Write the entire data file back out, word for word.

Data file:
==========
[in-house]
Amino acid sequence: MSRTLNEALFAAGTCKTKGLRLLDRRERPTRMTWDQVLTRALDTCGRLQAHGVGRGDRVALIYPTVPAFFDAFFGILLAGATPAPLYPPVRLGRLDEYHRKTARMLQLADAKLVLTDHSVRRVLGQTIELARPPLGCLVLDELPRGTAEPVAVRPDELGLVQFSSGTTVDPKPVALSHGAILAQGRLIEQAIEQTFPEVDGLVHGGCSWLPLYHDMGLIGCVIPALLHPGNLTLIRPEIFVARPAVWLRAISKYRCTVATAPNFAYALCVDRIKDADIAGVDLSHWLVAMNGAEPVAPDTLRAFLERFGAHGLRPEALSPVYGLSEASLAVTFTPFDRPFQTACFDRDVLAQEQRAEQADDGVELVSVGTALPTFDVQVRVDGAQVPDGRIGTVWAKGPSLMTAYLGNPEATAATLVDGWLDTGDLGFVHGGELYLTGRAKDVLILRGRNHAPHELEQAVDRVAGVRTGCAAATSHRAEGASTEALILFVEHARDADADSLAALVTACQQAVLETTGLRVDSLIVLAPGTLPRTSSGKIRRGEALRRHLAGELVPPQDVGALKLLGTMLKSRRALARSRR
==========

[in-house]
Amino acid sequence: MSRTLNEALFAAGTCKTKGLRLLDRRERPTRMTWDQVLTRALDTCGRLQAHGVGRGDRVALIYPTVPAFFDAFFGILLAGATPAPLYPPVRLGRLDEYHRKTARMLQLADAKLVLTDHSVRRVLGQTIELARPPLGCLVLDELPRGTAEPVAVRPDELGLVQFSSGTTVDPKPVALSHGAILAQGRLIEQAIEQTFPEVDGLVHGGCSWLPLYHDMGLIGCVIPALLHPGNLTLIRPEIFVARPAVWLRAISKYRCTVATAPNFAYALCVDRIKDADIAGVDLSHWLVAMNGAEPVAPDTLRAFLERFGAHGLRPEALSPVYGLSEASLAVTFTPFDRPFQTACFDRDVLAQEQRAEQADDGVELVSVGTALPTFDVQVRVDGAQVPDGRIGTVWAKGPSLMTAYLGNPEATAATLVDGWLDTGDLGFVHGGELYLTGRAKDVLILRGRNHAPHELEQAVDRVAGVRTGCAAATSHRAEGASTEALILFVEHARDADADSLAALVTACQQAVLETTGLRVDSLIVLAPGTLPRTSSGKIRRGEALRRHLAGELVPPQDVGALKLLGTMLKSRRALARSRR